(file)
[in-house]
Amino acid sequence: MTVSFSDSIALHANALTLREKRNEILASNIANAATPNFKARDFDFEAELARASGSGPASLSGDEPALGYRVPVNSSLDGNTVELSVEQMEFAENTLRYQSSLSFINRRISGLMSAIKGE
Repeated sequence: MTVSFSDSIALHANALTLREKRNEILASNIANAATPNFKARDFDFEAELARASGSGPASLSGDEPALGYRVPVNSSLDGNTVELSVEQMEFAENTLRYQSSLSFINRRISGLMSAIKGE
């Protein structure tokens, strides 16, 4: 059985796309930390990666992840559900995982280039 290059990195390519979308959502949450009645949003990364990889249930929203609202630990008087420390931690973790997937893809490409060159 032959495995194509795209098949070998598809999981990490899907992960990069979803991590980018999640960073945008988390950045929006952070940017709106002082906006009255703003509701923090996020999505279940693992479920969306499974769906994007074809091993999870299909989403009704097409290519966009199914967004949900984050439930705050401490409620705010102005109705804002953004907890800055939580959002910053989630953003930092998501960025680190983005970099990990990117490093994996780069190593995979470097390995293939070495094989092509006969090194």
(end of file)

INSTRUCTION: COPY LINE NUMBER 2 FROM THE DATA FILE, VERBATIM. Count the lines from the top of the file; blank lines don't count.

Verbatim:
Amino acid sequence: MTVSFSDSIALHANALTLREKRNEILASNIANAATPNFKARDFDFEAELARASGSGPASLSGDEPALGYRVPVNSSLDGNTVELSVEQMEFAENTLRYQSSLSFINRRISGLMSAIKGE